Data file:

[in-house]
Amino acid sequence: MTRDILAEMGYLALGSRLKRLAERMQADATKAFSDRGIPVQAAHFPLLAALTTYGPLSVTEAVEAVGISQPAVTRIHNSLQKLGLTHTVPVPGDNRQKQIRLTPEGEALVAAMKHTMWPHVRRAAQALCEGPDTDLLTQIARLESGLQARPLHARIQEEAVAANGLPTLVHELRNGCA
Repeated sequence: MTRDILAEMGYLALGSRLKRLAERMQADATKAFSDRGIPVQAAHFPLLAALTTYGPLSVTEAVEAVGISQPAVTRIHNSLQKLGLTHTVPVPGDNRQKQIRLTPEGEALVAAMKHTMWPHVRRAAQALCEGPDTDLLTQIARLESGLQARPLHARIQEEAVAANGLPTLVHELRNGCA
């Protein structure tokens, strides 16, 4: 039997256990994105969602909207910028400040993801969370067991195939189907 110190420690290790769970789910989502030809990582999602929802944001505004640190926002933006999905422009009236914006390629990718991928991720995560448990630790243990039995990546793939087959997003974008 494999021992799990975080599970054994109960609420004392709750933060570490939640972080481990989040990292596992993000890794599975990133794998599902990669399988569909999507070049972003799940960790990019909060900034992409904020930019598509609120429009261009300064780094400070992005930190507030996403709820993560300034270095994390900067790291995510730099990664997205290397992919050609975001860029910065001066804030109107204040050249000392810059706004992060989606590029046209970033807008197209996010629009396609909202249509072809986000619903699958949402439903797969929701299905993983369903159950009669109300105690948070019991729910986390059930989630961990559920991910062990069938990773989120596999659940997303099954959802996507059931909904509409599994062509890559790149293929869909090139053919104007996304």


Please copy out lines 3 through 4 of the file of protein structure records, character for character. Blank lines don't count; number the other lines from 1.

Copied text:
Repeated sequence: MTRDILAEMGYLALGSRLKRLAERMQADATKAFSDRGIPVQAAHFPLLAALTTYGPLSVTEAVEAVGISQPAVTRIHNSLQKLGLTHTVPVPGDNRQKQIRLTPEGEALVAAMKHTMWPHVRRAAQALCEGPDTDLLTQIARLESGLQARPLHARIQEEAVAANGLPTLVHELRNGCA
């Protein structure tokens, strides 16, 4: 039997256990994105969602909207910028400040993801969370067991195939189907 110190420690290790769970789910989502030809990582999602929802944001505004640190926002933006999905422009009236914006390629990718991928991720995560448990630790243990039995990546793939087959997003974008 494999021992799990975080599970054994109960609420004392709750933060570490939640972080481990989040990292596992993000890794599975990133794998599902990669399988569909999507070049972003799940960790990019909060900034992409904020930019598509609120429009261009300064780094400070992005930190507030996403709820993560300034270095994390900067790291995510730099990664997205290397992919050609975001860029910065001066804030109107204040050249000392810059706004992060989606590029046209970033807008197209996010629009396609909202249509072809986000619903699958949402439903797969929701299905993983369903159950009669109300105690948070019991729910986390059930989630961990559920991910062990069938990773989120596999659940997303099954959802996507059931909904509409599994062509890559790149293929869909090139053919104007996304």